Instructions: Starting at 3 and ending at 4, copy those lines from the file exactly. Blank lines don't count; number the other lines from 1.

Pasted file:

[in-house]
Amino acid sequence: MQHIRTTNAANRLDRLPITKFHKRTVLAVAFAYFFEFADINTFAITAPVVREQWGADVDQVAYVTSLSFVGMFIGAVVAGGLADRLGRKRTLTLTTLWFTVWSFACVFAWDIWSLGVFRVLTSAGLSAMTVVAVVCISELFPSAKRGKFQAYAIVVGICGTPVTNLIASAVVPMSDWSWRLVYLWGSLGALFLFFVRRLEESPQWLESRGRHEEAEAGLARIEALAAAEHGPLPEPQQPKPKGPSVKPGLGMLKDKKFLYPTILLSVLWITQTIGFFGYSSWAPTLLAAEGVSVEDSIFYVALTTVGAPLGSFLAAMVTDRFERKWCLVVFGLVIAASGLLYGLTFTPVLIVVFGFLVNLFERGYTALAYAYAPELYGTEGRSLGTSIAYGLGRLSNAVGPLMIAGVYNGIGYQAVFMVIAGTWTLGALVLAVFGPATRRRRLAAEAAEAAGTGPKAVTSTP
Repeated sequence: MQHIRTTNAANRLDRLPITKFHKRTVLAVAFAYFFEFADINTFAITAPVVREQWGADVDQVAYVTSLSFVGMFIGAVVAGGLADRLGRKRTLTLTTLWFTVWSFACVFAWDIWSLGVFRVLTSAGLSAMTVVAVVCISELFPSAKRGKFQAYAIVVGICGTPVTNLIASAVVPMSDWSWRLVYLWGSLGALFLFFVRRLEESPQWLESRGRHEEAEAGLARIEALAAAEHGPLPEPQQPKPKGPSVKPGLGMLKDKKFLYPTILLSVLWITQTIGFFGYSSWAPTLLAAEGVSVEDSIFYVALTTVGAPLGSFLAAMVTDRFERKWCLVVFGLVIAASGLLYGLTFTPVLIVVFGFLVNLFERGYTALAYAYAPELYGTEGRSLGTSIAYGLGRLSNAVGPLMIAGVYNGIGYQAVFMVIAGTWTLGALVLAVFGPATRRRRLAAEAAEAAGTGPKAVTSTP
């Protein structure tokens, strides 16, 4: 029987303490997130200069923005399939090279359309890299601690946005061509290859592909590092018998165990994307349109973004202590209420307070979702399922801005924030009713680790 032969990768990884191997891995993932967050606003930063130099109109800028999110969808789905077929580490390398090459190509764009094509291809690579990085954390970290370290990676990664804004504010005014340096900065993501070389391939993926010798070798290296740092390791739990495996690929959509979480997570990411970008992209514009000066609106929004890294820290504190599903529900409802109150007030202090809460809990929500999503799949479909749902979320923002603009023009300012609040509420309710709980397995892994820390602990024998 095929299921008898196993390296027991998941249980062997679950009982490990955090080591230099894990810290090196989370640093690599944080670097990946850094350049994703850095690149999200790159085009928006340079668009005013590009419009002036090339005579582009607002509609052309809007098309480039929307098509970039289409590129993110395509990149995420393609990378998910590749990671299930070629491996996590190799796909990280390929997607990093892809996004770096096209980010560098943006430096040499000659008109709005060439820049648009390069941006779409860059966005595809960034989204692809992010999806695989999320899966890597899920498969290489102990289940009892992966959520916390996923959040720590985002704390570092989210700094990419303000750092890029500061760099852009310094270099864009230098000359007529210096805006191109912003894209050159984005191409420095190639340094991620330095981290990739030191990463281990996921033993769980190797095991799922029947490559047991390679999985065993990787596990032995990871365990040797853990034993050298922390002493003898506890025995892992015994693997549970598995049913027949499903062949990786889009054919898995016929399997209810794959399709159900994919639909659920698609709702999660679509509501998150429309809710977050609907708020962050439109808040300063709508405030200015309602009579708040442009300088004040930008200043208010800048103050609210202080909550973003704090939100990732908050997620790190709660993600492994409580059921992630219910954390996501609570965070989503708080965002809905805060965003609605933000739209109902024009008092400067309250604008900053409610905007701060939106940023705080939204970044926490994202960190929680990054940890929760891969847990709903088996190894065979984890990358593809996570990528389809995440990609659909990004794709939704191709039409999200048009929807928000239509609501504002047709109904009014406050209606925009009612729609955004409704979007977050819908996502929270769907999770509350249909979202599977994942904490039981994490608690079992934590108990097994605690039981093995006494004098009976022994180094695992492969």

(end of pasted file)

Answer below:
Repeated sequence: MQHIRTTNAANRLDRLPITKFHKRTVLAVAFAYFFEFADINTFAITAPVVREQWGADVDQVAYVTSLSFVGMFIGAVVAGGLADRLGRKRTLTLTTLWFTVWSFACVFAWDIWSLGVFRVLTSAGLSAMTVVAVVCISELFPSAKRGKFQAYAIVVGICGTPVTNLIASAVVPMSDWSWRLVYLWGSLGALFLFFVRRLEESPQWLESRGRHEEAEAGLARIEALAAAEHGPLPEPQQPKPKGPSVKPGLGMLKDKKFLYPTILLSVLWITQTIGFFGYSSWAPTLLAAEGVSVEDSIFYVALTTVGAPLGSFLAAMVTDRFERKWCLVVFGLVIAASGLLYGLTFTPVLIVVFGFLVNLFERGYTALAYAYAPELYGTEGRSLGTSIAYGLGRLSNAVGPLMIAGVYNGIGYQAVFMVIAGTWTLGALVLAVFGPATRRRRLAAEAAEAAGTGPKAVTSTP
């Protein structure tokens, strides 16, 4: 029987303490997130200069923005399939090279359309890299601690946005061509290859592909590092018998165990994307349109973004202590209420307070979702399922801005924030009713680790 032969990768990884191997891995993932967050606003930063130099109109800028999110969808789905077929580490390398090459190509764009094509291809690579990085954390970290370290990676990664804004504010005014340096900065993501070389391939993926010798070798290296740092390791739990495996690929959509979480997570990411970008992209514009000066609106929004890294820290504190599903529900409802109150007030202090809460809990929500999503799949479909749902979320923002603009023009300012609040509420309710709980397995892994820390602990024998 095929299921008898196993390296027991998941249980062997679950009982490990955090080591230099894990810290090196989370640093690599944080670097990946850094350049994703850095690149999200790159085009928006340079668009005013590009419009002036090339005579582009607002509609052309809007098309480039929307098509970039289409590129993110395509990149995420393609990378998910590749990671299930070629491996996590190799796909990280390929997607990093892809996004770096096209980010560098943006430096040499000659008109709005060439820049648009390069941006779409860059966005595809960034989204692809992010999806695989999320899966890597899920498969290489102990289940009892992966959520916390996923959040720590985002704390570092989210700094990419303000750092890029500061760099852009310094270099864009230098000359007529210096805006191109912003894209050159984005191409420095190639340094991620330095981290990739030191990463281990996921033993769980190797095991799922029947490559047991390679999985065993990787596990032995990871365990040797853990034993050298922390002493003898506890025995892992015994693997549970598995049913027949499903062949990786889009054919898995016929399997209810794959399709159900994919639909659920698609709702999660679509509501998150429309809710977050609907708020962050439109808040300063709508405030200015309602009579708040442009300088004040930008200043208010800048103050609210202080909550973003704090939100990732908050997620790190709660993600492994409580059921992630219910954390996501609570965070989503708080965002809905805060965003609605933000739209109902024009008092400067309250604008900053409610905007701060939106940023705080939204970044926490994202960190929680990054940890929760891969847990709903088996190894065979984890990358593809996570990528389809995440990609659909990004794709939704191709039409999200048009929807928000239509609501504002047709109904009014406050209606925009009612729609955004409704979007977050819908996502929270769907999770509350249909979202599977994942904490039981994490608690079992934590108990097994605690039981093995006494004098009976022994180094695992492969």